This is Part 9 of the Global Bicycle Inc. (GBI 2.0) story, as related by an intern. The full series begins with Global Bicycle Inc.: An Intern Adventure
GBI Exercise Creation
Basic research and development was completed. The clients were coming out almost perfect, and we had testing down to a near art. It was now time to create the exercises to go along with the training environment. Up until this point, we had been using exercises created at GVSU for use with the SSB training environment (first referenced in Global Bicycle Inc.: An Intern Adventure. Part 2.1). The process steps were the same; we would just substitute random materials in when we were testing. It was now time to create a formalized set of exercises, with their own new style, that would completely cover the TERP10 SAP certification process. The fun began.
If you have never had the distinct joyful please of creating templates and styles in Microsoft Word, it is a particular brand of fun you are missing out on. The SSB exercises had their own style set, and the GBI Steering Committee wanted the GBI exercise to have their own, unique style set. Different headers, different footers, different menu paths, different colors; it basically was to be all different. In the words of Dr. Magal, it was to be: “cool.”
Like most things that are extremely useful in life, creating styles in Microsoft Word sometimes required the use of a few Excedrin to hold off the pounding headache. If you are not familiar with styles, the premise is simple. Pretend you want all of the SAP Navigation Menu Paths bolded throughout the entire exercise. You could highlight each one, and then click on “bold.” What happens if you want that say, the color red instead of bold? Well now you have a lot of work to do to change it all. Instead, you create a style called “SAP Navigation Menu Paths” that when applied, will ‘bold” the Navigation Path. This way, if you decide you want to change the Navigation Path from bold to red, you simply change the style, and all the bold words become red. Thus, styles are a pretty useful feature indeed; except for the fact that to have a useful style for every facet of the document required about 20 different styles. Creating and managing all of these was quite the experience, and despite our best efforts, was only partially successful.
We had the styles, now we needed to create the template that all of the exercises would be based off of. This entailed determining what the headers would look like, where would they be placed, how the exercise would be laid out, how the steps would be numbered, etc. etc.. This aspect took multiple revisions, and the format of the exercise was not truly completed until probably the end of the creation of all of the exercises. As we went through the process, we would find something that would work better than what we had, so we would have to go back and update everything just completed.
Microsoft Word has this unique feature that allows you to link a document to a specific template. Then, if you make a change to the template, the change will be automatically realized in whatever documents are attached to it. The theory was that all the styles would be maintained in the template, and all the exercise documents would be attached to the template, so when a change was made in the template, all of the exercises would be automatically updated, thus saving us interns a lot of work. That was the theory. As with some things in life, theory and practice do not always go hand in hand. The theory only works if all of the documents are continually stored in the same folder structure and location. Enter six different people all writing, editing, and revising the exercises, all on their own personal computers, all at different times, and the theory was quickly banished.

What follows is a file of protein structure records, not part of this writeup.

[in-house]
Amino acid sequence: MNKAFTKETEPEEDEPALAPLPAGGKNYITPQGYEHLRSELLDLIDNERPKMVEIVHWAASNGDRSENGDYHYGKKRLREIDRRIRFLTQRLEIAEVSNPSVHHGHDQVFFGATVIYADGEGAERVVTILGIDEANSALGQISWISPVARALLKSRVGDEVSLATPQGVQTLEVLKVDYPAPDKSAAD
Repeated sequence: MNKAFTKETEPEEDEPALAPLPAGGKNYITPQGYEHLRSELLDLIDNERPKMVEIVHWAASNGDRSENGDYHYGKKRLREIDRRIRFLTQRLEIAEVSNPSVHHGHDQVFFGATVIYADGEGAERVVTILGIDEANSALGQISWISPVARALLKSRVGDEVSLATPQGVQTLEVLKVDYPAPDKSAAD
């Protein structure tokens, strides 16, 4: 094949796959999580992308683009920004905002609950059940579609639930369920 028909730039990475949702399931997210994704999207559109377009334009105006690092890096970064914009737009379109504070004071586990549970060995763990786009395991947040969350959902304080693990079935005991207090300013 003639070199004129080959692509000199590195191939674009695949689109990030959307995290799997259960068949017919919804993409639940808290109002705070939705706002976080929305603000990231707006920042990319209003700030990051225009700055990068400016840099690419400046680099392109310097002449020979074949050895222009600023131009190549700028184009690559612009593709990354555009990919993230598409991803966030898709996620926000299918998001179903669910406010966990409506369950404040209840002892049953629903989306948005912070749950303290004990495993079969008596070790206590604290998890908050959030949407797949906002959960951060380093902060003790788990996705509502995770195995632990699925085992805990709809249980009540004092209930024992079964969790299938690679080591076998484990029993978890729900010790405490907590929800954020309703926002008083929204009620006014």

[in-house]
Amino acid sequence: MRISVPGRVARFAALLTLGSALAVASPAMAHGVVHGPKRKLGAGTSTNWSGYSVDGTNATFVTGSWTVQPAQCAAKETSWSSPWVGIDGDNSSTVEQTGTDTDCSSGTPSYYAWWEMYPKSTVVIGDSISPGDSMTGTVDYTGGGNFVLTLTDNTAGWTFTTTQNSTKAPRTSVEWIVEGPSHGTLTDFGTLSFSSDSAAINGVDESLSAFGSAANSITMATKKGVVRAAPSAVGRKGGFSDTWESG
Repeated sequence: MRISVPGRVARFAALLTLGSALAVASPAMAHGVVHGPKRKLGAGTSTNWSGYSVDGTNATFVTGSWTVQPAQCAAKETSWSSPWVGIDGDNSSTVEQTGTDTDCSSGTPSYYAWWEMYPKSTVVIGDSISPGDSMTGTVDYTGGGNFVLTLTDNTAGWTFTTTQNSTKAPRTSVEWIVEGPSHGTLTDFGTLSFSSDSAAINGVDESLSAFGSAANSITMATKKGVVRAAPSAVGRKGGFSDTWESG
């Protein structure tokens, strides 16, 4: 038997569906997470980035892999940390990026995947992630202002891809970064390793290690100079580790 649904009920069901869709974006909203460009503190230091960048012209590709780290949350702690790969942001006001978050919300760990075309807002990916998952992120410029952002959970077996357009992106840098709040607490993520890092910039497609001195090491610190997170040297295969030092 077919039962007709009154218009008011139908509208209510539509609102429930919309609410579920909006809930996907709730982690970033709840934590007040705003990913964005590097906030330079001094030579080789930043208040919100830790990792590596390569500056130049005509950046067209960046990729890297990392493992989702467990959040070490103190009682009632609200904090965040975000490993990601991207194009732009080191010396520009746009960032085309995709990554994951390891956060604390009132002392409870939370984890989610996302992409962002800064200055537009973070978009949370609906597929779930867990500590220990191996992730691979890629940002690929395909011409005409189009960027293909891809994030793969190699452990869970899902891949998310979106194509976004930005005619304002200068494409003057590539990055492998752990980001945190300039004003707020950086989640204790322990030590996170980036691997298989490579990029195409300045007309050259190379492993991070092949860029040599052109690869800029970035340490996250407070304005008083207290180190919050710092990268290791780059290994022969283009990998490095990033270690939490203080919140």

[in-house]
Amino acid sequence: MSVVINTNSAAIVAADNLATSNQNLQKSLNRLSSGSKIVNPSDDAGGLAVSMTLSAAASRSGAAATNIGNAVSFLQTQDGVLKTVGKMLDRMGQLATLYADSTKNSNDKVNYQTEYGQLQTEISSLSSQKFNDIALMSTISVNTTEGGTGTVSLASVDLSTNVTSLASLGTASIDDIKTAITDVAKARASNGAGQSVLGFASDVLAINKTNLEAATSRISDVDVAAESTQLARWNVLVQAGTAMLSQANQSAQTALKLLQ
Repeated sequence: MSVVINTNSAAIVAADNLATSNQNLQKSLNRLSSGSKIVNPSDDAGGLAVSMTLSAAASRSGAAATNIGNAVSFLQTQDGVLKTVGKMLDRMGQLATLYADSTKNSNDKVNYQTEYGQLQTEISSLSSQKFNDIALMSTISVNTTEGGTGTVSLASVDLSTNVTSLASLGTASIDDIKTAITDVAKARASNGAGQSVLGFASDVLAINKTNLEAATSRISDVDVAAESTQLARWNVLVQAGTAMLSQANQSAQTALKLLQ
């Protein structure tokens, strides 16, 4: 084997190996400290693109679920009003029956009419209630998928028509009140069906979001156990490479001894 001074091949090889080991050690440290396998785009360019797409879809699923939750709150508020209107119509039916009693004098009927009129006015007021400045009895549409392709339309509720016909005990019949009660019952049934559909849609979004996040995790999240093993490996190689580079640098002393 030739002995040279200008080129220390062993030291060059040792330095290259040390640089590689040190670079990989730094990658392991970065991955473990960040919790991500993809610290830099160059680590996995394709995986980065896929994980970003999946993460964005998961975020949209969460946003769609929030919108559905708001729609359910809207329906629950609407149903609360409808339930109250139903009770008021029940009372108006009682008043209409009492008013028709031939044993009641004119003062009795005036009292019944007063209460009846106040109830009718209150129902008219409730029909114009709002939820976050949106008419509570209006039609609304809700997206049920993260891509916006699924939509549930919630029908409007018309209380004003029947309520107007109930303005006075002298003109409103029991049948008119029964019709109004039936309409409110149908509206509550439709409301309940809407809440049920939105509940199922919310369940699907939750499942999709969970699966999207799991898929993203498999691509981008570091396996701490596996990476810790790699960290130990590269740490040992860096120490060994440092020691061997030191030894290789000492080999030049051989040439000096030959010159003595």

In retrospect, one intern should have been responsible for storing the exercises and managing the styles. The other interns should have emailed the exercises to this one intern once a week, and getting them back the next week. This way, one intern would have been responsible for managing the styles, making sure they were used (and used correctly), and for keeping all of the documents linked. Live and learn.
If you asked any of the interns what the least fun part of the project was, they will almost all without a doubt tell you, “creating and testing the exercises.” This entailed going through the exercise time after time after time after time in the SAP system. All manner of details were looked at: is the screen name correct, is the navigation path correct, are the answers on the Professor Version correct, is the grammar and punctuation correct, etc. etc.
If you have never had the joy of playing around with templates and styles in Microsoft Word, and of creating exercises that all had to mesh and flow, you are missing out on a great life experience. We spent almost as much time creating, revising, editing, re-revising, re-editing, re-re-revising, and re-re-reediting, exercises as we did on the entire research/ development/ configuration phase. We kept at it, and finally, we had a good solid set of GBI exercises.